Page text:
If your horse’s coat is thick and long, you will need to trim it, as these conditions are very inviting to lice. A simple shampoo wash will not eliminate these stubborn critters because the nits of lice are glued to the hair.
Contact your vet for the best-medicated shampoo, insecticidal meds, wipe-on formula (lice-killing powder), and ivermectin oral treatment if necessary. The treatment of lice may have to be repeated until infestation numbers are eradicated to zero.
Other Creepy Crawlies That Your Horse Can Get
Not only has your stallion got to deal with fleas, ticks, and lice, but other creepy crawlies also want to have a go at him. Caring for a horse is a 24/7 experience, especially protecting them from mother nature and her creatures.
Horses Can Get Mange Caused By Microscopic Mites
Mange is a skin disease caused by skin-invading minuscule mites. The reaction to these mites in equines is skin that’s heavily irritated, leading to itching and scratching, inflammation, and hair loss.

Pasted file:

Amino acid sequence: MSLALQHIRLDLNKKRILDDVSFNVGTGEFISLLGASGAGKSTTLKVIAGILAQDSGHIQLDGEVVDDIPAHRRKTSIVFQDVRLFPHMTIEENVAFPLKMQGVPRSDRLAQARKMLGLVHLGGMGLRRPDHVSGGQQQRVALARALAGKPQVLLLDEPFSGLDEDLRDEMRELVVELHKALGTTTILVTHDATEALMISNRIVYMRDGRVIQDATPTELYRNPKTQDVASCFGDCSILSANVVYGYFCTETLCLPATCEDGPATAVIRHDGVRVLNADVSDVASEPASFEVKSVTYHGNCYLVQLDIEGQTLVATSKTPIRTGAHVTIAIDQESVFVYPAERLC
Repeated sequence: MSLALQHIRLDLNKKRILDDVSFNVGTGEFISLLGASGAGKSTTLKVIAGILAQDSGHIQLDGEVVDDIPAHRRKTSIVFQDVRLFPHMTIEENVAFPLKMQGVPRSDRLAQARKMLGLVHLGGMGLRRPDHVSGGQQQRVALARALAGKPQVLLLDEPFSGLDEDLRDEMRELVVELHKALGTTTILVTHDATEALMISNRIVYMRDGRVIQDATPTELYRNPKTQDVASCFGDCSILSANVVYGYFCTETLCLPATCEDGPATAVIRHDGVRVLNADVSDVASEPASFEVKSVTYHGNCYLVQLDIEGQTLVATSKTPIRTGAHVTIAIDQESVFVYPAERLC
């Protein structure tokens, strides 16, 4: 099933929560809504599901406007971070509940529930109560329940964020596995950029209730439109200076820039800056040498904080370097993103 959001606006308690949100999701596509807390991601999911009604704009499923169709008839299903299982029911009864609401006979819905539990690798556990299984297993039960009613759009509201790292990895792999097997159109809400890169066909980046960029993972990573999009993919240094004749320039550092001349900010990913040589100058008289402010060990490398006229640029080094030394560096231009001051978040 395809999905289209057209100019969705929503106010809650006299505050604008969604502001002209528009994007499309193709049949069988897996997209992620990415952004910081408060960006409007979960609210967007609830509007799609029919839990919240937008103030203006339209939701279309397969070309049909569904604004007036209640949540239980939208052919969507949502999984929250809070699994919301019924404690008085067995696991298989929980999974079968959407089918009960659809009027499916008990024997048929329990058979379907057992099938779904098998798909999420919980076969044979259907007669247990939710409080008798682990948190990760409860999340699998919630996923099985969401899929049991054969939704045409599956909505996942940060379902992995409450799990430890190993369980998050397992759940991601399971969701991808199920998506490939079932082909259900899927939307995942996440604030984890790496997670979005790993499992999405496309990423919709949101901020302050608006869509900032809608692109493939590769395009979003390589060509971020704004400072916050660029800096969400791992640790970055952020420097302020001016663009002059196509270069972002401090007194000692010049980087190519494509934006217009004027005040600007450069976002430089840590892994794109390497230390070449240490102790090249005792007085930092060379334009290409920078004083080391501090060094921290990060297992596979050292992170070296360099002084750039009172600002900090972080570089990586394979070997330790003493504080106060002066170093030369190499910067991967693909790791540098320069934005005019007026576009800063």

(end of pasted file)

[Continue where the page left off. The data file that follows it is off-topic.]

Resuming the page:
Skin mange and attacks by straw itch mites and harvest mites will result in your horse showing lumps, hives, legions of the skin, hair loss, blisters, and crusty sores.
Like many of the parasites that attack our loveable four-legged friends, mange comes in several forms, which include:
- Chorioptic mange, also known as leg mange
- Psoroptic mange, also known as mane mange
- Sarcoptic mange, also known as equine scabies
- Demodectic mange, also known as red mange
Shires, Friesians, Clydesdales, Percherons, Gypsies, and ponies with fluffy feet are generally more affected by mange than other horse breeds.
Chorioptic mange is America’s most common form of mange, as the other mange forms are either very low in occurrence or irradicated in entirety from the equine species.
What To Do When Your Horse Has Mange
Mange is quite rare in equines, so if you suspect your horse has mange, it’s best to get the vet to do a physical inspection. The vet will probably do a skin scraping to examine for mite presence.